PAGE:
RECOMMENDED INTAKES BY AGE GROUP
The calcium needs for different age groups depend on the varying physiologic requirements for calcium during development. Adequate calcium intakes are affected by many variable factors including age, gender, physical activity, and multiple dietary considerations. Genetic and ethnic variability are important also. The interactions of these factors make it impossible to recommend a single adequate calcium intake for all children.4 The specific requirements for adequate calcium intake by infants, children, and adolescents were reviewed extensively by a panel of experts for the NAS Food and Nutrition Board in 1997.4 A summary of their recommendations is shown in Table 1 and discussed in the following sections.
The optimal source of calcium during the first year of life is human milk. No evidence shows that exceeding the calcium intake of the exclusively breastfed term infant during the first 6 months of life (210 mg per day) or the intake of the breastfed infant supplemented with solid foods during the second 6 months of life (270 mg per day) is beneficial to achieving long-term increases in bone mineralization. Available data demonstrate that the bioavailability of calcium from human milk is greater than that from infant formulas (58% and 38%, respectively).26 Thus, the concentration of calcium in infant formulas is increased relative to human milk to ensure at least comparable levels of calcium retention. Relatively greater calcium concentrations are found in specialized formulas, such as soy formulas and casein hydrolysates, to account for the lower bioavailability of the calcium. Research data are not available to justify the use of even higher levels of calcium in infant formula for term infants. Whole milk is not recommended for infants under 12 months of age, although yogurt and cheese can be introduced after 6 months. At present, calcium intake seems adequate in infants born at term in the United States (Fig 1), with most infants achieving almost 100% of the recommended adequate intake. This is not true in any other age group.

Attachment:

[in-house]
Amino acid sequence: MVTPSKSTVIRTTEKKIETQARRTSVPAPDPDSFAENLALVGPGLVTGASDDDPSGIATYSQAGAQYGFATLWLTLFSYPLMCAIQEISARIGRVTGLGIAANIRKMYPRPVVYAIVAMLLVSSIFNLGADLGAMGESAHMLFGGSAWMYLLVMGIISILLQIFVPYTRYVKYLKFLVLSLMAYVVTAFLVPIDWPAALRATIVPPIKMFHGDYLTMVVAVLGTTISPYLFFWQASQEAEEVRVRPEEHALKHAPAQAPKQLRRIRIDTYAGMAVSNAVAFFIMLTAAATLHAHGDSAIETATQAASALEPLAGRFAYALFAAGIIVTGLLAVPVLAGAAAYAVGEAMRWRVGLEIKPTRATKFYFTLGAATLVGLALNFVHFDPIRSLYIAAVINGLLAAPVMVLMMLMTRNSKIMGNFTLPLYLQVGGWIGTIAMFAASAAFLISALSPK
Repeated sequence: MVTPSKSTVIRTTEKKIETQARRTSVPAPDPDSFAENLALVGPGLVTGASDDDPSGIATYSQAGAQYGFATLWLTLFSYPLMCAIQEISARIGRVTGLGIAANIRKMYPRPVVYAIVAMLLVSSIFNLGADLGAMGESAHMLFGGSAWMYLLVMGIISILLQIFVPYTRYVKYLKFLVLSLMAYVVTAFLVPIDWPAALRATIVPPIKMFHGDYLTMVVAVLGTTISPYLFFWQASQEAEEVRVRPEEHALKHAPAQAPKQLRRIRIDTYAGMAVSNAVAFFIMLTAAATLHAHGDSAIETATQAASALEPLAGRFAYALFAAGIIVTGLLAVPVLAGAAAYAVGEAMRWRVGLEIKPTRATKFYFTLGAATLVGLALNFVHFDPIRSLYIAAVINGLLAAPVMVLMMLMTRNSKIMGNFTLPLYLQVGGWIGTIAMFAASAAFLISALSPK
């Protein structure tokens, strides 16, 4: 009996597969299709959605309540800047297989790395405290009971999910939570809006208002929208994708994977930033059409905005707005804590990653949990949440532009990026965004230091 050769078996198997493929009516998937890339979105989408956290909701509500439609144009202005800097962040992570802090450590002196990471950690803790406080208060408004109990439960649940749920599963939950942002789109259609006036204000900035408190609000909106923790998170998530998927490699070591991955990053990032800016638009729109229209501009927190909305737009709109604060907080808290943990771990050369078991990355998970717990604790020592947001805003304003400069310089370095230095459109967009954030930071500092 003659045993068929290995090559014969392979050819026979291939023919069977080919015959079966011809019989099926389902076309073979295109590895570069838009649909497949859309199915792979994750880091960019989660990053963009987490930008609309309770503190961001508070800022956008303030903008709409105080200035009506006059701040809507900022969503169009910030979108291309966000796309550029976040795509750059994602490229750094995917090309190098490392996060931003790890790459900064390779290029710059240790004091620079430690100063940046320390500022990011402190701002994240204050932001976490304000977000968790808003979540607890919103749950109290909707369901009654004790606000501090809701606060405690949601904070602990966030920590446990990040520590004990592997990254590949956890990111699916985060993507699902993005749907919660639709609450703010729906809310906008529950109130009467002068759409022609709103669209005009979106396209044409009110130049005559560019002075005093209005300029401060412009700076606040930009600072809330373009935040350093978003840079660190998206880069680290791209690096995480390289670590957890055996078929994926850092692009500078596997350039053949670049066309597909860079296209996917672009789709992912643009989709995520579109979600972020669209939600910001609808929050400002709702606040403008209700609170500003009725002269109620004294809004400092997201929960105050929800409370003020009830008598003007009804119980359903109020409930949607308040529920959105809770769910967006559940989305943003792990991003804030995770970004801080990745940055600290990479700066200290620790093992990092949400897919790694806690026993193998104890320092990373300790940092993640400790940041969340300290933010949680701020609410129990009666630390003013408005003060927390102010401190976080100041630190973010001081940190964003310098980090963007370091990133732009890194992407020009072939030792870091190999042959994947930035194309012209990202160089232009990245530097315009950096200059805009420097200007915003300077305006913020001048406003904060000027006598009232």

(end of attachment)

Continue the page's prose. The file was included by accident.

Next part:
Preterm infants, on the other hand, have higher calcium requirements than do term infants. These needs may be met by using human milk fortified with commercially available fortifiers or specially designed formulas for preterm infants with increased calcium and vitamin D concentrations.27 After discharge from the hospital, there may be benefits to providing formula-fed preterm infants with special formulas that have higher calcium concentrations rather than those of routine cow's milk–based formulas for term infants.28 The optimal calcium concentrations and length of time that such formulas should be used are unknown, and although increases in bone mineralization can be demonstrated in the short-term, long-term benefits have not been proven.
Children 1 to 8 Years of Age